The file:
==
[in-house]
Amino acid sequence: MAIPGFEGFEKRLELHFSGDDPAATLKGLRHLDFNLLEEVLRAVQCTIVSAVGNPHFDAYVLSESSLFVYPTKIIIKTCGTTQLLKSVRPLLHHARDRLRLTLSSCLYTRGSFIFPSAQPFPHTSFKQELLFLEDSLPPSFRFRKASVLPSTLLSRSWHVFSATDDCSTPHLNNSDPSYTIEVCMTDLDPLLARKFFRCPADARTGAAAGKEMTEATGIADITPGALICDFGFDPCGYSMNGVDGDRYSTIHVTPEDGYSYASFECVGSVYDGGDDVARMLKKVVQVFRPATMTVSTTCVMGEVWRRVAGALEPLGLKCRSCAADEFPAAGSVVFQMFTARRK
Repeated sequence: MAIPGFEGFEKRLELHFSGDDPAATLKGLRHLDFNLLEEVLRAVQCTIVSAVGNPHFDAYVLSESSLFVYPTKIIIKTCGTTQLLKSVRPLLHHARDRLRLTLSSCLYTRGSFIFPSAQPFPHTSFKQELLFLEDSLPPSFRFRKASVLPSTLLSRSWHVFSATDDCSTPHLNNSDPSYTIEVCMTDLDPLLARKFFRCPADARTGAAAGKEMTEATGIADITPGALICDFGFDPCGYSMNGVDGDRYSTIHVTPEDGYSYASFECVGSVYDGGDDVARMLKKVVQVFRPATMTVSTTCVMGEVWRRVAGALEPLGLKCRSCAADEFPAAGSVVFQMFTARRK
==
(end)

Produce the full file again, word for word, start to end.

[in-house]
Amino acid sequence: MAIPGFEGFEKRLELHFSGDDPAATLKGLRHLDFNLLEEVLRAVQCTIVSAVGNPHFDAYVLSESSLFVYPTKIIIKTCGTTQLLKSVRPLLHHARDRLRLTLSSCLYTRGSFIFPSAQPFPHTSFKQELLFLEDSLPPSFRFRKASVLPSTLLSRSWHVFSATDDCSTPHLNNSDPSYTIEVCMTDLDPLLARKFFRCPADARTGAAAGKEMTEATGIADITPGALICDFGFDPCGYSMNGVDGDRYSTIHVTPEDGYSYASFECVGSVYDGGDDVARMLKKVVQVFRPATMTVSTTCVMGEVWRRVAGALEPLGLKCRSCAADEFPAAGSVVFQMFTARRK
Repeated sequence: MAIPGFEGFEKRLELHFSGDDPAATLKGLRHLDFNLLEEVLRAVQCTIVSAVGNPHFDAYVLSESSLFVYPTKIIIKTCGTTQLLKSVRPLLHHARDRLRLTLSSCLYTRGSFIFPSAQPFPHTSFKQELLFLEDSLPPSFRFRKASVLPSTLLSRSWHVFSATDDCSTPHLNNSDPSYTIEVCMTDLDPLLARKFFRCPADARTGAAAGKEMTEATGIADITPGALICDFGFDPCGYSMNGVDGDRYSTIHVTPEDGYSYASFECVGSVYDGGDDVARMLKKVVQVFRPATMTVSTTCVMGEVWRRVAGALEPLGLKCRSCAADEFPAAGSVVFQMFTARRK